Royal White Redbud
Cercis canadensis 'Royal White'
Royal White Redbud flowers
(Photo courtesy of NetPS Plant Finder)
Height: 30 feet
Spread: 25 feet
Hardiness Zone: 5a
Other Names: Eastern Redbud, Judas Tree, Love Tree
A spectacular spring bloomer, with abundant and very showy white flowers, held tightly on bare branches in early spring; rivals any small ornamental tree for specimen use in the home landscape
Royal White Redbud has white pea-like flowers along the branches from early to mid spring before the leaves. It has forest green deciduous foliage. The heart-shaped leaves turn buttery yellow in fall.
Royal White Redbud is a deciduous tree with a more or less rounded form. Its relatively coarse texture can be used to stand it apart from other landscape plants with finer foliage.
This is a relatively low maintenance tree, and should only be pruned after flowering to avoid removing any of the current season's flowers. Deer don't particularly care for this plant and will usually leave it alone in favor of tastier treats. Gardeners should be aware of the following characteristic(s) that may warrant special consideration;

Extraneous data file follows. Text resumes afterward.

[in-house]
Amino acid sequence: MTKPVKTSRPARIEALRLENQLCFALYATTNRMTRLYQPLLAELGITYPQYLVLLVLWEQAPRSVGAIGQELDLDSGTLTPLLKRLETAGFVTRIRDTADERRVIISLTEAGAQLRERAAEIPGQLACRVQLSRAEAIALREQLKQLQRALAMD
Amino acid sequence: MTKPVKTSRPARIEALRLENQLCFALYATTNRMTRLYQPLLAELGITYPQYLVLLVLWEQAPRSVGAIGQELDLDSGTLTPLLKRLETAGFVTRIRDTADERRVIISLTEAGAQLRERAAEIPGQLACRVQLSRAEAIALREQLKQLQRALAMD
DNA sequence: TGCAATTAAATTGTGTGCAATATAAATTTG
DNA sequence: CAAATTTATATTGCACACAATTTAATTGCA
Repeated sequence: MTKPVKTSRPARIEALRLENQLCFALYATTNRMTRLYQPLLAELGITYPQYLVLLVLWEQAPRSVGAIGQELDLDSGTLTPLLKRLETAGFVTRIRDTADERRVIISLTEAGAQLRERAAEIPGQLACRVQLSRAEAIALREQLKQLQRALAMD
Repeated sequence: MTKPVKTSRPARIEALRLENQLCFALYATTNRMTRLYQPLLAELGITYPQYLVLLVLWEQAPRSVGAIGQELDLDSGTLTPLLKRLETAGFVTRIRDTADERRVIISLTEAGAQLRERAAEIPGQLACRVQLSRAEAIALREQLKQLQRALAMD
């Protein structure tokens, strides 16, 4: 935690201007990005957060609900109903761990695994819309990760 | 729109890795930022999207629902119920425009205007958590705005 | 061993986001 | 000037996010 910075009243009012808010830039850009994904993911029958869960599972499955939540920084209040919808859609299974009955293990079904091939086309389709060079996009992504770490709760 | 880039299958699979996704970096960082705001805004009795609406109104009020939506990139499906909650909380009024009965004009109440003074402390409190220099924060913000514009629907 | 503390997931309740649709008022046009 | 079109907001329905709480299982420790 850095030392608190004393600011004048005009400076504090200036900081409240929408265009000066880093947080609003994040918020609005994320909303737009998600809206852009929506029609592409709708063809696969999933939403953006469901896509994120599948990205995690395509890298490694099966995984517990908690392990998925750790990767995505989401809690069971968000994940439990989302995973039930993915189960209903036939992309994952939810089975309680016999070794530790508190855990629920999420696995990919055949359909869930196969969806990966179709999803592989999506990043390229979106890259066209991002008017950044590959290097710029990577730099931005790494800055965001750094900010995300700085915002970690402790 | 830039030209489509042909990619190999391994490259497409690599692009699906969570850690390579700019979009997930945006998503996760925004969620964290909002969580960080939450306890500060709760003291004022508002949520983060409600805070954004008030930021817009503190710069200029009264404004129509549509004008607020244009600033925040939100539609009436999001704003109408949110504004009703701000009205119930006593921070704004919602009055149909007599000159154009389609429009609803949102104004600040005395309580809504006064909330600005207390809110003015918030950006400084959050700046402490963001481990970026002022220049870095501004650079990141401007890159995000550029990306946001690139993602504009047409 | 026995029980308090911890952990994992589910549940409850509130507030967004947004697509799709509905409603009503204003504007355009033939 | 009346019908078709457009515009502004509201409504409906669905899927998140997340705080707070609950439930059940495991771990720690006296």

Royal White Redbud is recommended for the following landscape applications;
Planting & Growing
Royal White Redbud will grow to be about 30 feet tall at maturity, with a spread of 25 feet. It has a low canopy with a typical clearance of 3 feet from the ground, and is suitable for planting under power lines. It grows at a medium rate, and under ideal conditions can be expected to live for 60 years or more.
This tree does best in full sun to partial shade. It prefers to grow in average to moist conditions, and shouldn't be allowed to dry out. It is not particular as to soil type or pH. It is highly tolerant of urban pollution and will even thrive in inner city environments, and will benefit from being planted in a relatively sheltered location. Consider applying a thick mulch around the root zone in winter to protect it in exposed locations or colder microclimates. This is a selection of a native North American species.